Chris Pecora

Building Where We Shouldn’t

Flood lessons yet unlearned.

By Kevin Van Tighem

If you want to see elk or wolves in Banff or Jasper National Parks this winter, here’s a tip: look on an alluvial fan. Alluvial fans develop wherever a creek running down a steep drainage flows out into a larger valley. Over the centuries those creeks deposit countless tonnes of eroded rock, building fan-shaped landforms at the edges of larger river valleys. The big valleys our highways follow through the Rockies trap the flow of dozens of such drainages.

Mountains are constantly falling apart as their rock weathers and erodes. Gravity pulls all the loose bits downhill, where they accumulate on avalanche paths, talus slopes and valley floors. Tonnes and tonnes of loose material gradually fill those steep mountain valleys.

Winter snows and spring rains flush the smallest bits away when creeks flood each spring. Gravity gives floodwaters a lot of power. The faster the stream’s flow, the more rock and gravel it can move. Arriving at the valley floor those floodwaters lose momentum and have to  deposit most of their load. Those accumulated deposits are what form alluvial fans.

Once every few years much bigger floods pour out of those steep valleys. That’s when most of the stockpiled rock debris gets flushed down to the alluvial fans at the bottom of each drainage. During those big flood years, streams often change course completely as their former channels fill with new deposits. An alluvial fan is a mosaic of abandoned creek channels of varying ages, gradually filling in the mouth of the valley.

We’re starting to understand that when steep creeks flood it isn’t just water we have to deal with; it’s almost unimaginable amounts of rock and mud.

That dynamic, shifting nature is why alluvial fans support rich patchworks of vegetation—from old spruce stands, through young poplar and willow thickets, to grassy gravel flats near the active stream channel. That diversity of vegetation is one reason why wildlife like alluvial fans.

Years ago I worked on the original wildlife inventories of Banff and Jasper National Parks. We counted wildlife from frogs to bats, songbirds and bighorns to determine which habitats were most important.

When we tallied up our results at the end of six years, we found that alluvial fans and stream floodplains were by far the most productive wildlife habitats. Not only are they critical range for wintering elk and deer and the predators that feed on them, they are essential year-round for rodents, songbirds, bears and other wildlife—far more important than adjacent forests and mountainsides.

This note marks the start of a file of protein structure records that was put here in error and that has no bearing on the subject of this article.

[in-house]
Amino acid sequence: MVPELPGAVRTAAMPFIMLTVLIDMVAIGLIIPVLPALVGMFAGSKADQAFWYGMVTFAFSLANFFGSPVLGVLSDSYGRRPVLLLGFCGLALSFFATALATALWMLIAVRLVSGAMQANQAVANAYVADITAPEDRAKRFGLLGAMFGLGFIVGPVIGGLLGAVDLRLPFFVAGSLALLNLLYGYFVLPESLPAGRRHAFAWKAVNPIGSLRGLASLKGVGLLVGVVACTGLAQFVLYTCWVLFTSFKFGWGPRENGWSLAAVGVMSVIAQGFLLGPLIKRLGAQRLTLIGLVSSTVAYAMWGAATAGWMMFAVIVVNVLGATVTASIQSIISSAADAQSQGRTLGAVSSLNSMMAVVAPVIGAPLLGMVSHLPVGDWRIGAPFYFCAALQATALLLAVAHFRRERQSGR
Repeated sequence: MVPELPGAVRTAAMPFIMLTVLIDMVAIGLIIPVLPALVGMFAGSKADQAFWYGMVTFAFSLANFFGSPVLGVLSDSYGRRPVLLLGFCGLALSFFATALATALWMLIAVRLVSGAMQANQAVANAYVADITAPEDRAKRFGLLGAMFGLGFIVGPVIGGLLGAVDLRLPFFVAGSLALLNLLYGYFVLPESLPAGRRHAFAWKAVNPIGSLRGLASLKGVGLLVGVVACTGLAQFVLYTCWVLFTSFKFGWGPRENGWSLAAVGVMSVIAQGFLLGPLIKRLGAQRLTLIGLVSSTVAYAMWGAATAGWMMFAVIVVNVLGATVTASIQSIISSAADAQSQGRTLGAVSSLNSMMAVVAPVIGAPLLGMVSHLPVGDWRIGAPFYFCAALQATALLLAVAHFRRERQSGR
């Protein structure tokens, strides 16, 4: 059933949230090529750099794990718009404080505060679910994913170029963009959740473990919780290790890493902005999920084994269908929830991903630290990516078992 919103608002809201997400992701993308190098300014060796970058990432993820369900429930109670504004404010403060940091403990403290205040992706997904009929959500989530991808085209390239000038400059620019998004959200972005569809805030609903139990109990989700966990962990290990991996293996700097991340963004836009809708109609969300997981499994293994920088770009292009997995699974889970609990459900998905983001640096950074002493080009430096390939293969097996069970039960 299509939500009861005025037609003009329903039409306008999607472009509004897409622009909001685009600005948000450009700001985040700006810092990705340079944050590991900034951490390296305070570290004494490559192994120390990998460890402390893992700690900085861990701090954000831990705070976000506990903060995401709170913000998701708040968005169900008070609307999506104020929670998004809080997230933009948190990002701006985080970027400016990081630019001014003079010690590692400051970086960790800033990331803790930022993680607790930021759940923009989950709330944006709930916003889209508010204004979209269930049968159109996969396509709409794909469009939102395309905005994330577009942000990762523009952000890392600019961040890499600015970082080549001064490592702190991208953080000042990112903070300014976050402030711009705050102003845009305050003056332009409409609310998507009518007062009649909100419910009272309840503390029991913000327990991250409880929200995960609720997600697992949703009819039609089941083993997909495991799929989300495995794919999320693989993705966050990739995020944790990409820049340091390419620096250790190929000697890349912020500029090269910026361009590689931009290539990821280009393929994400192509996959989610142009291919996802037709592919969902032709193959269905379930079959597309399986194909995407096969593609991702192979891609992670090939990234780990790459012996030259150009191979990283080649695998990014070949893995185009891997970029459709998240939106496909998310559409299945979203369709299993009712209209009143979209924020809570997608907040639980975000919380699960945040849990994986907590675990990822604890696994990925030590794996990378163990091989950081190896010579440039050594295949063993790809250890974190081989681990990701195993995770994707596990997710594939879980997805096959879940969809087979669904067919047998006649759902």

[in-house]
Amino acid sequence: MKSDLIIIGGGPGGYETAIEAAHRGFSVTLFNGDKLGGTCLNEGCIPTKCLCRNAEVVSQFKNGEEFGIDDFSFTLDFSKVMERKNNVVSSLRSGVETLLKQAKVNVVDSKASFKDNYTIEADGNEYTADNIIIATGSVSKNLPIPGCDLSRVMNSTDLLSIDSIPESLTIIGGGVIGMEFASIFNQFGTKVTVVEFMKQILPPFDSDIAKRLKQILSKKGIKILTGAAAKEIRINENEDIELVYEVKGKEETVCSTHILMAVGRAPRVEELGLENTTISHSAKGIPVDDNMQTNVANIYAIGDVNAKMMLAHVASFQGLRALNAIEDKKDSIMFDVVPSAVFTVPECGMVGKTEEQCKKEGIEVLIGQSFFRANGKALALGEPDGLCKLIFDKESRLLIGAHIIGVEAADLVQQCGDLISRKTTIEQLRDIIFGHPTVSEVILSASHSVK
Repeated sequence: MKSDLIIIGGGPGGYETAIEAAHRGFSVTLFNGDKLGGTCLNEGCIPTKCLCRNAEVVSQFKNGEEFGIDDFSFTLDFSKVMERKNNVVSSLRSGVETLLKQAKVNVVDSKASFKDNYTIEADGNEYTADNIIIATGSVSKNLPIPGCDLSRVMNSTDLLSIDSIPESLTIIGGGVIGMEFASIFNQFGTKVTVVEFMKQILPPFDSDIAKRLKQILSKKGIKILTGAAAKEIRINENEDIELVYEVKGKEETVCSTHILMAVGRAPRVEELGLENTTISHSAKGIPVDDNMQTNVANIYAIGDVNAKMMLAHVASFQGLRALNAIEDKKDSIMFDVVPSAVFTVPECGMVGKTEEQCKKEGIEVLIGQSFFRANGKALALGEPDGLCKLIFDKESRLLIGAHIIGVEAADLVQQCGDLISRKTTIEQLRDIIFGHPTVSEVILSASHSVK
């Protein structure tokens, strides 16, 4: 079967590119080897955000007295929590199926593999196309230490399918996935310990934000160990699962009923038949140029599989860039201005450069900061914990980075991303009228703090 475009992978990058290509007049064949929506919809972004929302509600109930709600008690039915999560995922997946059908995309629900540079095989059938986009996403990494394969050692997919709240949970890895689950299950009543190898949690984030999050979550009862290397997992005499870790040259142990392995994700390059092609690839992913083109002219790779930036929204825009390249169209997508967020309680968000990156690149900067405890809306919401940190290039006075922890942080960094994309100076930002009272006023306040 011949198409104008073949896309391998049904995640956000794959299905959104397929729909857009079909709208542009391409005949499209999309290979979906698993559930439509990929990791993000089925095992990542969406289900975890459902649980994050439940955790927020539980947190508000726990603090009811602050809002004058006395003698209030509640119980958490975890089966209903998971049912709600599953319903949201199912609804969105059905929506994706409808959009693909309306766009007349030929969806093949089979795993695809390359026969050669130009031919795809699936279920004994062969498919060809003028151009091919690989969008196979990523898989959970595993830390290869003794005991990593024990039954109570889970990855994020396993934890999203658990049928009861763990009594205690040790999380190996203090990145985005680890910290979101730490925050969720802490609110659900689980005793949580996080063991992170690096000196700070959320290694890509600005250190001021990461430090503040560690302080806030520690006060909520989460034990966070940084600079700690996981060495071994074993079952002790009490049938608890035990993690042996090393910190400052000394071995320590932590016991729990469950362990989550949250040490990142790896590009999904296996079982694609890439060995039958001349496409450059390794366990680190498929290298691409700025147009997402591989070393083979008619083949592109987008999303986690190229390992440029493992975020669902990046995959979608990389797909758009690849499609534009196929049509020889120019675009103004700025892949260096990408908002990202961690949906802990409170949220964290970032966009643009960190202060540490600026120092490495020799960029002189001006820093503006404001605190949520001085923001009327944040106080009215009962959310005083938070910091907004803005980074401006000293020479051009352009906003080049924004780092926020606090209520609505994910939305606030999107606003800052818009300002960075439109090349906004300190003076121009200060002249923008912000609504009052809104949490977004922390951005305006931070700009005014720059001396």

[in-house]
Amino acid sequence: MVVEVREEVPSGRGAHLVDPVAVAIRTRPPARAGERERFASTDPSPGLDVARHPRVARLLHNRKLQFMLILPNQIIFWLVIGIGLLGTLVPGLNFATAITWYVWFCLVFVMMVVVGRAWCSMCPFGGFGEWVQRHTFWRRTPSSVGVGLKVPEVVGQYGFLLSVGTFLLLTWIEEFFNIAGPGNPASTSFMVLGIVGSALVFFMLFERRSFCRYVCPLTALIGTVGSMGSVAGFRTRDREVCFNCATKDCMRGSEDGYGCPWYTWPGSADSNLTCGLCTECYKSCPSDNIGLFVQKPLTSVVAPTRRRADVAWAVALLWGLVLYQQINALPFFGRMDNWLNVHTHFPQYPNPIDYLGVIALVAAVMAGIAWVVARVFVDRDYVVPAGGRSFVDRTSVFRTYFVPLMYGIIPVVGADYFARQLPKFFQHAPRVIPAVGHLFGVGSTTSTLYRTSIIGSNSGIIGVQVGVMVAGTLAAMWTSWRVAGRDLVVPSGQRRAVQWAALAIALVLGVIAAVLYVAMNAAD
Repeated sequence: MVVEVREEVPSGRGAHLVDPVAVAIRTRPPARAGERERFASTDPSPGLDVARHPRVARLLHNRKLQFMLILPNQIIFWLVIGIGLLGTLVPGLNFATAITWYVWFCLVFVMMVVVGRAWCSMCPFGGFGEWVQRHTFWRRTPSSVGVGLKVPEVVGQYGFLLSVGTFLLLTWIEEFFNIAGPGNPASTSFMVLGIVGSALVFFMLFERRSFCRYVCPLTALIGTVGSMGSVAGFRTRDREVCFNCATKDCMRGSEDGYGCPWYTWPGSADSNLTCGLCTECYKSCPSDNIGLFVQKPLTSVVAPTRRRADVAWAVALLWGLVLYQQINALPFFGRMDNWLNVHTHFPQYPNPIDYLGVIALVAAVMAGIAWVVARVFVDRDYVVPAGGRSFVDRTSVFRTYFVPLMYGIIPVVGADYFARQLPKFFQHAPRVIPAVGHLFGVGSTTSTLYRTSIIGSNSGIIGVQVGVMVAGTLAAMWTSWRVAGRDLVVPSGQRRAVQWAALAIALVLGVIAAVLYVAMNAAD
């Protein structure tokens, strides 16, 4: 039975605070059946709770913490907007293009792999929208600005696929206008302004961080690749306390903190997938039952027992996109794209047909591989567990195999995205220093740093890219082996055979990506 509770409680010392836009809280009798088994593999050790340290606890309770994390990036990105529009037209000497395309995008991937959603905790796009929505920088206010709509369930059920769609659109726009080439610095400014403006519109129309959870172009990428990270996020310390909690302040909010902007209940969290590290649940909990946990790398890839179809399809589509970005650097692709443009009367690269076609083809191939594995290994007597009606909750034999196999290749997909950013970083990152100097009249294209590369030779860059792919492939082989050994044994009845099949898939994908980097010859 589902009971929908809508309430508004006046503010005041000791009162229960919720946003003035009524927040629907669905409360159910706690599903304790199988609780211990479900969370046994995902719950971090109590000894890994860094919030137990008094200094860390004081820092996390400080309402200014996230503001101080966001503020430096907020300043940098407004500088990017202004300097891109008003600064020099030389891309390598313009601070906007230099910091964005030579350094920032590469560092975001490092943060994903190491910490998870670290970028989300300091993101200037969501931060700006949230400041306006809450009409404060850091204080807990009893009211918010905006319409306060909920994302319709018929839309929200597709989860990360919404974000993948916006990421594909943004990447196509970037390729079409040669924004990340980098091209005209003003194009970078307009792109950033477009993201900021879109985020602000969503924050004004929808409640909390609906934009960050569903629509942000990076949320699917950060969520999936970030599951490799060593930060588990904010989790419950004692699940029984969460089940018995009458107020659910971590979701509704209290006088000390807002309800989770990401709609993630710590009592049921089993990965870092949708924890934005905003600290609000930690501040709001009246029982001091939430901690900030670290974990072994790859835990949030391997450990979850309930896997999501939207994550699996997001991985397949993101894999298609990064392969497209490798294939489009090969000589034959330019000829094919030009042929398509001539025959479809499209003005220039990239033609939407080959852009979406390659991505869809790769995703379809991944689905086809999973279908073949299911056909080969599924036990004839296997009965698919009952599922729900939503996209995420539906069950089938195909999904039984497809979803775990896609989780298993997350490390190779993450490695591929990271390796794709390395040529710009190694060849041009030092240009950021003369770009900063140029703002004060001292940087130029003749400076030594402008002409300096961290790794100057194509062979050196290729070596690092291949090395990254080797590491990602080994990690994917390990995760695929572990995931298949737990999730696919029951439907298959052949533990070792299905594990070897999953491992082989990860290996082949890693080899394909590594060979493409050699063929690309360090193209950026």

But their gentle slopes and well-drained soils make these sites irresistible for developers too. The town of Banff sits on parts of two alluvial fans. Almost every other alluvial fan in Banff’s Bow Valley has a road, campground, motel or other development on it. Jasper has fared better—only a few of the fans along the broader Athabasca Valley have been developed.

Good land-use planning would have left those alluvial fans for wildlife and put our infrastructure on stable landforms such as the glacial terraces that line many mountain valleys. But developers and planners had the benefit of neither wildlife inventories nor bitter experience in the early 20th century when key decisions were being made.

The 2013 flood certainly provided the bitter experience. Those steep mountain valleys had been accumulating stockpiles of broken mountain for decades, awaiting the big flood that would flush them down to the alluvial fans. When that big flood arrived, our stuff was in the way.

Canmore—my hometown—had spent three decades covering the alluvial fan of Cougar Creek with housing. That wiped out some of the valley’s best wildlife habitat; one neighbourhood is even called “Elk Run.”

Town planners thought they could protect those houses by confining the creek to a single drainage channel. But steep mountain creeks aren’t just water when it floods—they are water, mud, gravel, boulders and trees. Cougar Creek filled the engineered channel with rock debris from its steep upper valley and washed away the banks so it could cut a new channel. Because that’s how alluvial fans work.

The repair costs in the Bow Valley alone will exceed $100-million. Mostly, those repairs have involved putting the creeks back where we want them. But these are alluvial fans; the creeks won’t stay there. Engineers and civic planners are starting to understand that when steep creeks flood it isn’t just water they have to deal with; it’s almost unimaginable amounts of rock and mud. But their solutions still seem to involve turning a dynamic piece of landscape into a static one.

That won’t work. The mountains are still falling apart and those steep valleys continue to stockpile all the debris high in the headwaters, waiting for the next flood to flush it out. That flood will come. Mother Nature always wins. All we can do is move our stuff out of places that are meant for wildlife.

Kevin Van Tighem’s latest book, Our Place: Changing the Nature of Alberta, was released in spring 2017 by RMB.

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